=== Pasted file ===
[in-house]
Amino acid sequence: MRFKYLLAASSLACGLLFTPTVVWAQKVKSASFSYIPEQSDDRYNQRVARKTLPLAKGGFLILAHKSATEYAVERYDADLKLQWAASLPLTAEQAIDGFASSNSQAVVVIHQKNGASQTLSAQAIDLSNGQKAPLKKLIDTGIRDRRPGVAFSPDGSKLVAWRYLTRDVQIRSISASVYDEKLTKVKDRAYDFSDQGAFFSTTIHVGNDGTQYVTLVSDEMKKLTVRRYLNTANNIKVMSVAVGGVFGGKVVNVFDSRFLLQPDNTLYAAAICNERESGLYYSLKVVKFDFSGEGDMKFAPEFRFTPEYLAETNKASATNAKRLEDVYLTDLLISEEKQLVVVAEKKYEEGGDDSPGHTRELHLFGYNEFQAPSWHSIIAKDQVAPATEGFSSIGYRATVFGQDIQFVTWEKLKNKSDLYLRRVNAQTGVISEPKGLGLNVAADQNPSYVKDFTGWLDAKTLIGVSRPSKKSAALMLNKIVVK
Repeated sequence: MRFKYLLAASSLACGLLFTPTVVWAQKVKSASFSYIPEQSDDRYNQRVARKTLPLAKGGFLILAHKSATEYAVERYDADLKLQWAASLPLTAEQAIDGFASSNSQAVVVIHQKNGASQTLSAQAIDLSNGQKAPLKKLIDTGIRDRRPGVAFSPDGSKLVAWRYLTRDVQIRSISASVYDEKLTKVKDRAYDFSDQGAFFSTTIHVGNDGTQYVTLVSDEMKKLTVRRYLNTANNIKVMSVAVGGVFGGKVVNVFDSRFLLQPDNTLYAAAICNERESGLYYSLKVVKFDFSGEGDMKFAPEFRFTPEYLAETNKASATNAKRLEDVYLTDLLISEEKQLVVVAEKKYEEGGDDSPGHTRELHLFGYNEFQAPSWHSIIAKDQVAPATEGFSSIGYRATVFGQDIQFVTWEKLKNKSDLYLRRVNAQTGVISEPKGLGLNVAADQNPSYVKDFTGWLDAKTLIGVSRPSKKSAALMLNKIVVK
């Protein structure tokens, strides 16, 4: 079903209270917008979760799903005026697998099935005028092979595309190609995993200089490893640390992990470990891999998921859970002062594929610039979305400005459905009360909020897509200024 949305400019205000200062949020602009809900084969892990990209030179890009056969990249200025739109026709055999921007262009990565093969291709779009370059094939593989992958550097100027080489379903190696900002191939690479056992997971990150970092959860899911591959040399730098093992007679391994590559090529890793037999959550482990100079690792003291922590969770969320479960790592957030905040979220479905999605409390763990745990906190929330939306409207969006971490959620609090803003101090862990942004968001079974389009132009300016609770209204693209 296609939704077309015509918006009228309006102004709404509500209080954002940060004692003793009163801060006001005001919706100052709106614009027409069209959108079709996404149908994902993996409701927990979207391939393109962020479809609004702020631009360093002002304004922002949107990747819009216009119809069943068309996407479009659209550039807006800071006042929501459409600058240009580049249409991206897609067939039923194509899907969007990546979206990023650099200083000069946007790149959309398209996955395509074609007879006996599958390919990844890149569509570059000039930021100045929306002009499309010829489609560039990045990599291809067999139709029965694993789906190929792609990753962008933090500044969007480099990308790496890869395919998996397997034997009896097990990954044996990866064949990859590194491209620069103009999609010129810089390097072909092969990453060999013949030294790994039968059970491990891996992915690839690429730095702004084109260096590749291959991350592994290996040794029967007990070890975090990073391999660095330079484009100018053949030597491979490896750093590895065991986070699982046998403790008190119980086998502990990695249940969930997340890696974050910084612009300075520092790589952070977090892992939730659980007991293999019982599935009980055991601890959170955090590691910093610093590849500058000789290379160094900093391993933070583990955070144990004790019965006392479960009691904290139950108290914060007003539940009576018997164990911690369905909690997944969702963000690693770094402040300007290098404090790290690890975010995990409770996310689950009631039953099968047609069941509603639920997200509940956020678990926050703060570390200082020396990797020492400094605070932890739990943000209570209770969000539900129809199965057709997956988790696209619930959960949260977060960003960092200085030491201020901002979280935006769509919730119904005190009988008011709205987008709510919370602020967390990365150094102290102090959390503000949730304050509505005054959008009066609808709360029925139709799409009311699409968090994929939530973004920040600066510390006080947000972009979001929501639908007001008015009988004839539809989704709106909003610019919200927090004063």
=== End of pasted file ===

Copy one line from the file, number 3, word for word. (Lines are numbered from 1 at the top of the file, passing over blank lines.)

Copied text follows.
Repeated sequence: MRFKYLLAASSLACGLLFTPTVVWAQKVKSASFSYIPEQSDDRYNQRVARKTLPLAKGGFLILAHKSATEYAVERYDADLKLQWAASLPLTAEQAIDGFASSNSQAVVVIHQKNGASQTLSAQAIDLSNGQKAPLKKLIDTGIRDRRPGVAFSPDGSKLVAWRYLTRDVQIRSISASVYDEKLTKVKDRAYDFSDQGAFFSTTIHVGNDGTQYVTLVSDEMKKLTVRRYLNTANNIKVMSVAVGGVFGGKVVNVFDSRFLLQPDNTLYAAAICNERESGLYYSLKVVKFDFSGEGDMKFAPEFRFTPEYLAETNKASATNAKRLEDVYLTDLLISEEKQLVVVAEKKYEEGGDDSPGHTRELHLFGYNEFQAPSWHSIIAKDQVAPATEGFSSIGYRATVFGQDIQFVTWEKLKNKSDLYLRRVNAQTGVISEPKGLGLNVAADQNPSYVKDFTGWLDAKTLIGVSRPSKKSAALMLNKIVVK